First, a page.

Next chapter, page 2

It’s been seven months since I started my next life chapter. In January, I Ieft my position as CIO of the University of Michigan Hospitals and Health Centers to begin a more independent and flexible path. I canstockphoto1593928wanted to be able to live near my family and work less than full-time over the course of a year. The first page of this chapter has been to serve as interim CIO at University Hospitals in Cleveland. I had just one weekend between finishing up in Michigan and starting in Cleveland. CIO positions are more than full-time but I knew that when we hired a permanent CIO, there would be time for me to get a break.

This week, the new permanent CIO at University Hospitals was named. Joy Grosser will be joining UH on September 12th. I am confident she is a great match for us. She is very accomplished, and has significant experience in other large health care organizations. She most recently served as Vice President and Chief Information Officer at UnityPoint Health in West Des Moines, Iowa, a 17 hospital health system. I have agreed to stay for several weeks past Joy’s arrival to orient her and to ensure a smooth transition.

For me, this engagement has been a terrific opportunity to work in a very strong organization with an excellent team. Much can be accomplished in a short time and our IT team proves that. They have been wonderful to work with and I will miss them.

For this final stage of my interim engagement, I will focus on two things. One is to keep everything moving including a host of projects and the day to day issue escalation. The second is to prepare a transition plan and do the turnover. I will be stepping back and letting Joy take the front seat come September 12th. I’ll be there to support her.

A new position means drinking from a firehose. I’ll work with my team to pull together the key documents she’ll need to review in the early weeks. They will include the obvious – organization charts, budget information, major projects, and current issues. Plus providing all the insight I can after 7+ months in the position myself.

You can’t come into an organization of this size and complexity at a senior leadership level and learn everything in a few weeks. It takes time to get up to speed, to get to know your team and to build the key relationships.  I will try to make that initial entry as smooth as possible.

And in my spare time, I’ll have my own focus – networking to line up my “page 2” of this new chapter. This next page could include another interim CIO engagement, or a combination of leadership coaching and mentoring, advising new CIOs, consulting with provider organizations, or advising tech start-ups in the health care space.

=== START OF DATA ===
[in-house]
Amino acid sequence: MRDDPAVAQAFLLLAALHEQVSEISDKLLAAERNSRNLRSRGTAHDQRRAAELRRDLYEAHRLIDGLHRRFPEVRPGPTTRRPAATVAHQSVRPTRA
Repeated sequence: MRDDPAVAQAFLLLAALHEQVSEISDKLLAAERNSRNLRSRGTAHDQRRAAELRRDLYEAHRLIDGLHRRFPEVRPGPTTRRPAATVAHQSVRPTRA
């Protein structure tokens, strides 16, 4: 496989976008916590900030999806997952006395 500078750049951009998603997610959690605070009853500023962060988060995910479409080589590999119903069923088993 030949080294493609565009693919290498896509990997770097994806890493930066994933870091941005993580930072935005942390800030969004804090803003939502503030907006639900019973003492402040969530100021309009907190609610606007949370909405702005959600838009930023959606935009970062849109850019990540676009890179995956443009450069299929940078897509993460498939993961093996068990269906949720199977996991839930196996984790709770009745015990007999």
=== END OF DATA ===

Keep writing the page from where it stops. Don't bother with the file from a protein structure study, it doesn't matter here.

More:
As I have advised many over the years, you need to own your own career and be open to the possibilities. I’m excited for what may be next!

Once I turn the page and say goodbye to my UH team and colleagues, I’ll be taking some time off for vacation and to get settled in our new house. We have sold our house in Ann Arbor, Michigan and moved to the Providence, Rhode Island area. We now live near some beautiful New England beaches and less than an hour from all 4 of our grandchildren – all part of the master plan.

10 thoughts on “Next chapter, page 2

  1. Janette Raab on said:

    Sue –

    What a great post. Congratulations on finding your replacement – task complete. Your focus on getting important information documented, distributed and digested so everyone is on the same page is what I always saw as a cornerstone to your success. Reading your blogs gives your followers insight into why you do that and it helps me keep the focus in my job for my leadership team.

    Best of luck setting into Providence and finding your next stage. What a lucky organization, wherever they are…


    • Sue Schade on said:

      Janette, Thanks for the kind words. Always do what’s right for the organization — in this case a smooth transition to new CIO is part of that.

  2. Tressa Springmann on said:

    Congratulations, Sue.

    How about Executive coaching for Healthcare CIOs? There seems to be a real gap of expert who understand both the need for our technical relevance and acumen w/out compromising strategic leadership. (just a — humble — thought)

  3. Looks like it’s all coming together nicely. There is great value in succession planning and transition planning, if the culture allows. Building one’s succession is not natural in many setting, and that investment can backfire. Thanks for sharing your own story around these leadership issues.

    • Sue Schade on said:

      Vic, totally agree on the value of succession planning and transition planning. And so does leadership at UH or they wouldn’t have asked for 30 day overlap.

    • Sue Schade on said:

      Jennifer, Thanks! Keep in touch on opportunities in your world – you know one of my passions is encouraging women as they grow in their careers.

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